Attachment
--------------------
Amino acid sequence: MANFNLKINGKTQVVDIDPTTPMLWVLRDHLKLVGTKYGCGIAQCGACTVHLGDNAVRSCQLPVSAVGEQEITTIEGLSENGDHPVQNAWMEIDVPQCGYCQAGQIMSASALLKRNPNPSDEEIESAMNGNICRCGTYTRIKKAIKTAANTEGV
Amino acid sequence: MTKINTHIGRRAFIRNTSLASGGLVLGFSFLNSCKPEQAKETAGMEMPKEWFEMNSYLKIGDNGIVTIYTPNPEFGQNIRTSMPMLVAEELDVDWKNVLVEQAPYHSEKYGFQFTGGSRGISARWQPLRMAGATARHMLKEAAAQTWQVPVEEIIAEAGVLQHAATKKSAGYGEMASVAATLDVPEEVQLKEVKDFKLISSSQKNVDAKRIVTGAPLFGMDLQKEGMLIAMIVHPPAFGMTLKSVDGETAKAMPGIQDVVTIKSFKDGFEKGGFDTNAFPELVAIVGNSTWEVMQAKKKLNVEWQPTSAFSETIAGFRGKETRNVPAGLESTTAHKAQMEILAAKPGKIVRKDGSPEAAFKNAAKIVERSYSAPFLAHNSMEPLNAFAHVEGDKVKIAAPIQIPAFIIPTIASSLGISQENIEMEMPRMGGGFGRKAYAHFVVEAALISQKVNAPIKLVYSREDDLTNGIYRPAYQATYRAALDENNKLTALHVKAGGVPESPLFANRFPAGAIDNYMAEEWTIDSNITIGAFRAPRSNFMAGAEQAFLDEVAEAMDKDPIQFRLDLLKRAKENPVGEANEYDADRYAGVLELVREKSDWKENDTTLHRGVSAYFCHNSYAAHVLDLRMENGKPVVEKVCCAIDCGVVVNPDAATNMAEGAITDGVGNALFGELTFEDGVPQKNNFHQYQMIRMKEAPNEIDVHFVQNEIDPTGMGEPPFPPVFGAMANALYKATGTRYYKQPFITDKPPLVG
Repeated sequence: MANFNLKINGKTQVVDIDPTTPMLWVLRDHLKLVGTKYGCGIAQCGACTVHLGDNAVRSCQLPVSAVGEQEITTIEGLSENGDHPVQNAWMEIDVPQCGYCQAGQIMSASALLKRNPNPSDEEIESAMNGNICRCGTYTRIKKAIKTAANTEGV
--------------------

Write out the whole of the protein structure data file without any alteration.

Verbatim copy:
Amino acid sequence: MANFNLKINGKTQVVDIDPTTPMLWVLRDHLKLVGTKYGCGIAQCGACTVHLGDNAVRSCQLPVSAVGEQEITTIEGLSENGDHPVQNAWMEIDVPQCGYCQAGQIMSASALLKRNPNPSDEEIESAMNGNICRCGTYTRIKKAIKTAANTEGV
Amino acid sequence: MTKINTHIGRRAFIRNTSLASGGLVLGFSFLNSCKPEQAKETAGMEMPKEWFEMNSYLKIGDNGIVTIYTPNPEFGQNIRTSMPMLVAEELDVDWKNVLVEQAPYHSEKYGFQFTGGSRGISARWQPLRMAGATARHMLKEAAAQTWQVPVEEIIAEAGVLQHAATKKSAGYGEMASVAATLDVPEEVQLKEVKDFKLISSSQKNVDAKRIVTGAPLFGMDLQKEGMLIAMIVHPPAFGMTLKSVDGETAKAMPGIQDVVTIKSFKDGFEKGGFDTNAFPELVAIVGNSTWEVMQAKKKLNVEWQPTSAFSETIAGFRGKETRNVPAGLESTTAHKAQMEILAAKPGKIVRKDGSPEAAFKNAAKIVERSYSAPFLAHNSMEPLNAFAHVEGDKVKIAAPIQIPAFIIPTIASSLGISQENIEMEMPRMGGGFGRKAYAHFVVEAALISQKVNAPIKLVYSREDDLTNGIYRPAYQATYRAALDENNKLTALHVKAGGVPESPLFANRFPAGAIDNYMAEEWTIDSNITIGAFRAPRSNFMAGAEQAFLDEVAEAMDKDPIQFRLDLLKRAKENPVGEANEYDADRYAGVLELVREKSDWKENDTTLHRGVSAYFCHNSYAAHVLDLRMENGKPVVEKVCCAIDCGVVVNPDAATNMAEGAITDGVGNALFGELTFEDGVPQKNNFHQYQMIRMKEAPNEIDVHFVQNEIDPTGMGEPPFPPVFGAMANALYKATGTRYYKQPFITDKPPLVG
Repeated sequence: MANFNLKINGKTQVVDIDPTTPMLWVLRDHLKLVGTKYGCGIAQCGACTVHLGDNAVRSCQLPVSAVGEQEITTIEGLSENGDHPVQNAWMEIDVPQCGYCQAGQIMSASALLKRNPNPSDEEIESAMNGNICRCGTYTRIKKAIKTAANTEGV